Saturday, December 27, 2008
A Champagne Primer for New Year's
You may have noticed that our posts have been infrequent this month. Sorry! The busy holiday season is getting to us. In the New Year we'll increase the frequency of the posts. Now onto my point.
It's the time of year to drink bubbly wine again. If you're looking for a Champagne to toast the new year, you could do what many other Americans do and buy a big name brand, like Moet or Dom Perignon (also made by Moet). But if you want more bang for your buck, the rule with Champagne is the more obscure the better. Here's why.
Champagne houses like Moet & Chandon and Veuve Clicquot are huge operations that churn out millions of bottles. To get their worldwide distribution they deal with brokers, who deal with importers, who deal with distributors, who may deal with yet more distributors, who finally deal with the retailer, who sells it to you. That means the wine has passed through several hands each marking up the price as they go. Plus, how good can a Champagne be when produced in this huge quantity? The best deals with Champagne are from what is known as Grower's Champagne. These are small Champagne houses that tend the vineyards and make the wine (big Champagne houses buy their grapes from elsewhere). Because the production is smaller they can pay more attention to each bottle and make some really interesting sparkling wine, which is really the style that made Champagne what it is. Plus, these wineries usually deal directly with the importer who usually distributes it as well, so instead of several parties each marking up the price on the wine as it goes, Grower Champagne goes from the winery to the importer to the retailer, ie us. Therefore you get more for what you pay.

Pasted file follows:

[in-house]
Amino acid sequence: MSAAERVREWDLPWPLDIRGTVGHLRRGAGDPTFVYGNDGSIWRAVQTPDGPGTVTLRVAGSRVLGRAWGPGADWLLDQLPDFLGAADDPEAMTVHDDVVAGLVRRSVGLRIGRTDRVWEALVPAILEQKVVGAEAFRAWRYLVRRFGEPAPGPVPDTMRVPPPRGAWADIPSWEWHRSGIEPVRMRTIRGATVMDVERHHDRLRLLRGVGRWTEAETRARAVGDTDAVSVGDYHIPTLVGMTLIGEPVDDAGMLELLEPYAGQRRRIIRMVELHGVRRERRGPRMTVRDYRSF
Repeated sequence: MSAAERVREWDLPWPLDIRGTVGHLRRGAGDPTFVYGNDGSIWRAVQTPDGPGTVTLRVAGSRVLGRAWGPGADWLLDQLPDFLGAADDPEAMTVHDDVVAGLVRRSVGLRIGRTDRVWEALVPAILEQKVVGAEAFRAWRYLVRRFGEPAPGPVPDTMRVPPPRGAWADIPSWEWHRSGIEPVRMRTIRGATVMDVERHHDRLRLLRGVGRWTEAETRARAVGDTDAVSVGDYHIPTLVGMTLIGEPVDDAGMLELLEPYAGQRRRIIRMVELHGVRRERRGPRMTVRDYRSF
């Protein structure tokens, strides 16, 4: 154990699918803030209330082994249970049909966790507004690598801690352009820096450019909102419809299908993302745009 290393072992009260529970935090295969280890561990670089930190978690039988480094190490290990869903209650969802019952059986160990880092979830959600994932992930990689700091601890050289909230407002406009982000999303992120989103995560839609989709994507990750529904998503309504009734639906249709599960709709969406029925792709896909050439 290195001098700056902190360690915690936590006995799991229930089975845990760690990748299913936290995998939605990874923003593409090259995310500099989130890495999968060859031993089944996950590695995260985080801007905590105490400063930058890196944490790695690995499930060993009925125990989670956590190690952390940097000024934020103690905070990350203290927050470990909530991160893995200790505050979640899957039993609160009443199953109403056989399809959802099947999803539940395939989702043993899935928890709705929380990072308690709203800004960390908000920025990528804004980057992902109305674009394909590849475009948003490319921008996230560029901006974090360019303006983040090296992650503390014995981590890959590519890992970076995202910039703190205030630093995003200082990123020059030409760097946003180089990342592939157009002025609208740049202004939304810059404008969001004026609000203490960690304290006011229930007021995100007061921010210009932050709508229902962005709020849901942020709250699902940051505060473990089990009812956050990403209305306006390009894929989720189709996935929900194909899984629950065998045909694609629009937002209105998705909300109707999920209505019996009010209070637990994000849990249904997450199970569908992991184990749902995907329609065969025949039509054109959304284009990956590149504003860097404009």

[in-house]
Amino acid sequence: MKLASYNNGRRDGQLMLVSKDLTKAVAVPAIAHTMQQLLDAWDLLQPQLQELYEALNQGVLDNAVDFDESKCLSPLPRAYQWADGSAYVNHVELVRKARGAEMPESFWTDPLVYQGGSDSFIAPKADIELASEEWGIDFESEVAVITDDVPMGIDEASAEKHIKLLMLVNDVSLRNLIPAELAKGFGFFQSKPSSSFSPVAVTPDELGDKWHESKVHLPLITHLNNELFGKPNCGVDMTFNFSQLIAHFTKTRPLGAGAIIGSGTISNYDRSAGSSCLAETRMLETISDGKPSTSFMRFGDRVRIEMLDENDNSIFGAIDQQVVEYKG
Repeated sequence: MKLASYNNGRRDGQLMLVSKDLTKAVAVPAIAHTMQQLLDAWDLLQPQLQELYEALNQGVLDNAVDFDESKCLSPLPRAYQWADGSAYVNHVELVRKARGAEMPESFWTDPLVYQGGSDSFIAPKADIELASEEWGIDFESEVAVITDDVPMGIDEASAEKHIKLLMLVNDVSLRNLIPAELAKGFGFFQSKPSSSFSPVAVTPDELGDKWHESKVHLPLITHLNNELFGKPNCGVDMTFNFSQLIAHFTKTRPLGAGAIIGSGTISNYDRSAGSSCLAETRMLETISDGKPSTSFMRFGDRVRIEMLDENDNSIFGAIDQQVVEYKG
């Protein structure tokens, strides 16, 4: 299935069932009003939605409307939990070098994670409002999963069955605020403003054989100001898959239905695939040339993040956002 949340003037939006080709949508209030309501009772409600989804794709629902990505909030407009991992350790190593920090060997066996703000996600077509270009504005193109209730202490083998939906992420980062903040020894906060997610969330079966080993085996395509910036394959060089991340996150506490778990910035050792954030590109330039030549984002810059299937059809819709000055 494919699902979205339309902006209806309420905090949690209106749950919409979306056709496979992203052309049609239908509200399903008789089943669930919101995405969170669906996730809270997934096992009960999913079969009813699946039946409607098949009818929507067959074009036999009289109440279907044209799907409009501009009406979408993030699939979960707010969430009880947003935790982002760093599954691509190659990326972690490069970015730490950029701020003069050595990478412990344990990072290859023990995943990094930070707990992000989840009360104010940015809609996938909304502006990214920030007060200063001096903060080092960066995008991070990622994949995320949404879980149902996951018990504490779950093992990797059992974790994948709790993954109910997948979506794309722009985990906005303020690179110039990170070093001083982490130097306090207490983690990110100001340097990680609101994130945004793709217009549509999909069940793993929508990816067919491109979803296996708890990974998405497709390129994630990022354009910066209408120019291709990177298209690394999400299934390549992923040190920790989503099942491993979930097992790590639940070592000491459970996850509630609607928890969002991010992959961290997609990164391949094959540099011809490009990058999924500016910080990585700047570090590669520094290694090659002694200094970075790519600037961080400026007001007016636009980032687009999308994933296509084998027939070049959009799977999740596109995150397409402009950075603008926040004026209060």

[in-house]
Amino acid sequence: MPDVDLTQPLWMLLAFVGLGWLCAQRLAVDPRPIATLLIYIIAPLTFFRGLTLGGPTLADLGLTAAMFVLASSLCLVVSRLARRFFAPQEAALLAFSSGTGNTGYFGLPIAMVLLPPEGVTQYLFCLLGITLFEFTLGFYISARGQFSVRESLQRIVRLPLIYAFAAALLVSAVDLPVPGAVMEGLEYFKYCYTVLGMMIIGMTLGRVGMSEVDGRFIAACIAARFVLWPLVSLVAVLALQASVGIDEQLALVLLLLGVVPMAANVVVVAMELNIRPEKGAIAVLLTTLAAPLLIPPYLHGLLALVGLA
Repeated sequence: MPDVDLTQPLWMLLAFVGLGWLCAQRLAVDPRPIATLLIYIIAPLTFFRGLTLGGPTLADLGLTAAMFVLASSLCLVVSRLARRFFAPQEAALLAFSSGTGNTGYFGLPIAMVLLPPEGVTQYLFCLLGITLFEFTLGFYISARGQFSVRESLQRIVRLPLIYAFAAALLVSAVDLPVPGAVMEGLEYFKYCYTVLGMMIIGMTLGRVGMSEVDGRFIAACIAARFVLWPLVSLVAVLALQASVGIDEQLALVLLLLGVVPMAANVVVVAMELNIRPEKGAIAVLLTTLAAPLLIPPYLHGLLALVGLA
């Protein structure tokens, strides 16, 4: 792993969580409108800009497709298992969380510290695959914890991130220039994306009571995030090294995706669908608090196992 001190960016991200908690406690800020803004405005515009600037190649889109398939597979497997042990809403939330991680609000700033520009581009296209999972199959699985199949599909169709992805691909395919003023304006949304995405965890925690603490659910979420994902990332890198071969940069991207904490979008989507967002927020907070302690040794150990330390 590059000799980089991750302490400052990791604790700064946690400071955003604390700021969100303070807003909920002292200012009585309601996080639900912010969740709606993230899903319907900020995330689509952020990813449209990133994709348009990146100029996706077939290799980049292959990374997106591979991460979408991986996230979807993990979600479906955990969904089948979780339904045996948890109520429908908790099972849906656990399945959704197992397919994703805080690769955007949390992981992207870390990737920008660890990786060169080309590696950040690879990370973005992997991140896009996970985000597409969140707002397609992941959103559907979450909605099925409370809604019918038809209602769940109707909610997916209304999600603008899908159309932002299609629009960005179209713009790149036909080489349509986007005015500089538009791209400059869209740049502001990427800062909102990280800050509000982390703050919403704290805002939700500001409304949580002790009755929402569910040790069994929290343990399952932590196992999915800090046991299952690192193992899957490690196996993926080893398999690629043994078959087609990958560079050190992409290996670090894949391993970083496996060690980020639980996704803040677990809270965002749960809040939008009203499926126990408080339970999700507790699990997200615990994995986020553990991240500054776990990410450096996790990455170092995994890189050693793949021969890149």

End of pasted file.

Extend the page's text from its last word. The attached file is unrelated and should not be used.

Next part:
It's for this reason that we specialize in Grower Champagne. We could probably sell more by carrying the big brands, but quality is more important. Our favorites are Veuve Fourny, who make several different kinds that we carry, Benoit Lahaye (a Grand Cru Champagne), and Roland Champion, who makes a 2000 vintage Grand Cru (the highest classification) Champagne for $70. A Grand Cru Vintage Champagne for $70. Forget about spending $130 + on Dom Perignon when you can get world class Champagne for practically half the price.